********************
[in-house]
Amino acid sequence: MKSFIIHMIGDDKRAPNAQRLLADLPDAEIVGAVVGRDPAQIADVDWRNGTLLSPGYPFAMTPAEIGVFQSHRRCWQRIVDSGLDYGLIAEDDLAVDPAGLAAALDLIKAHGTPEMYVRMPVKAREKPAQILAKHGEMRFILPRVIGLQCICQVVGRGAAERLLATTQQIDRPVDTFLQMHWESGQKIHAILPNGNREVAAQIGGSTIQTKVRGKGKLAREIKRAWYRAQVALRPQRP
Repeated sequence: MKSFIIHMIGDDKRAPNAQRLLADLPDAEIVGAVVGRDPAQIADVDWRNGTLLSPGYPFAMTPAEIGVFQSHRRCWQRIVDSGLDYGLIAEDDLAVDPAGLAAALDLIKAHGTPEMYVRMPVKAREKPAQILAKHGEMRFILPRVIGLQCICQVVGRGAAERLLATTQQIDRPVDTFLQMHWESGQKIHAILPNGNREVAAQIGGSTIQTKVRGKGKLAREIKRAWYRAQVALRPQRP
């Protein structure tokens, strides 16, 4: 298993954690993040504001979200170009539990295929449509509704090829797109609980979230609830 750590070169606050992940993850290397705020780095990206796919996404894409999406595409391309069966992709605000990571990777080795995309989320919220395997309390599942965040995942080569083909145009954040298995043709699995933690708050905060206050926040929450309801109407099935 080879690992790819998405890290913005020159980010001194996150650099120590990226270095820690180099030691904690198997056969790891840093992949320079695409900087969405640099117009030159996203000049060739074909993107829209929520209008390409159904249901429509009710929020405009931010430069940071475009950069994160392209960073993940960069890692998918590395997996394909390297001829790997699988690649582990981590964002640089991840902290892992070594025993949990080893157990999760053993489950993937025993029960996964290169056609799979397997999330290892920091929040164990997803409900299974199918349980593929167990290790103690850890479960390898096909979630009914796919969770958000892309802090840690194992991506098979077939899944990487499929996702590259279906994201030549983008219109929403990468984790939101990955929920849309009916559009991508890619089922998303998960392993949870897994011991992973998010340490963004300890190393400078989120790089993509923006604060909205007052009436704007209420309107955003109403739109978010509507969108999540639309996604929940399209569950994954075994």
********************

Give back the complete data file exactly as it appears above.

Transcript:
[in-house]
Amino acid sequence: MKSFIIHMIGDDKRAPNAQRLLADLPDAEIVGAVVGRDPAQIADVDWRNGTLLSPGYPFAMTPAEIGVFQSHRRCWQRIVDSGLDYGLIAEDDLAVDPAGLAAALDLIKAHGTPEMYVRMPVKAREKPAQILAKHGEMRFILPRVIGLQCICQVVGRGAAERLLATTQQIDRPVDTFLQMHWESGQKIHAILPNGNREVAAQIGGSTIQTKVRGKGKLAREIKRAWYRAQVALRPQRP
Repeated sequence: MKSFIIHMIGDDKRAPNAQRLLADLPDAEIVGAVVGRDPAQIADVDWRNGTLLSPGYPFAMTPAEIGVFQSHRRCWQRIVDSGLDYGLIAEDDLAVDPAGLAAALDLIKAHGTPEMYVRMPVKAREKPAQILAKHGEMRFILPRVIGLQCICQVVGRGAAERLLATTQQIDRPVDTFLQMHWESGQKIHAILPNGNREVAAQIGGSTIQTKVRGKGKLAREIKRAWYRAQVALRPQRP
């Protein structure tokens, strides 16, 4: 298993954690993040504001979200170009539990295929449509509704090829797109609980979230609830 750590070169606050992940993850290397705020780095990206796919996404894409999406595409391309069966992709605000990571990777080795995309989320919220395997309390599942965040995942080569083909145009954040298995043709699995933690708050905060206050926040929450309801109407099935 080879690992790819998405890290913005020159980010001194996150650099120590990226270095820690180099030691904690198997056969790891840093992949320079695409900087969405640099117009030159996203000049060739074909993107829209929520209008390409159904249901429509009710929020405009931010430069940071475009950069994160392209960073993940960069890692998918590395997996394909390297001829790997699988690649582990981590964002640089991840902290892992070594025993949990080893157990999760053993489950993937025993029960996964290169056609799979397997999330290892920091929040164990997803409900299974199918349980593929167990290790103690850890479960390898096909979630009914796919969770958000892309802090840690194992991506098979077939899944990487499929996702590259279906994201030549983008219109929403990468984790939101990955929920849309009916559009991508890619089922998303998960392993949870897994011991992973998010340490963004300890190393400078989120790089993509923006604060909205007052009436704007209420309107955003109403739109978010509507969108999540639309996604929940399209569950994954075994």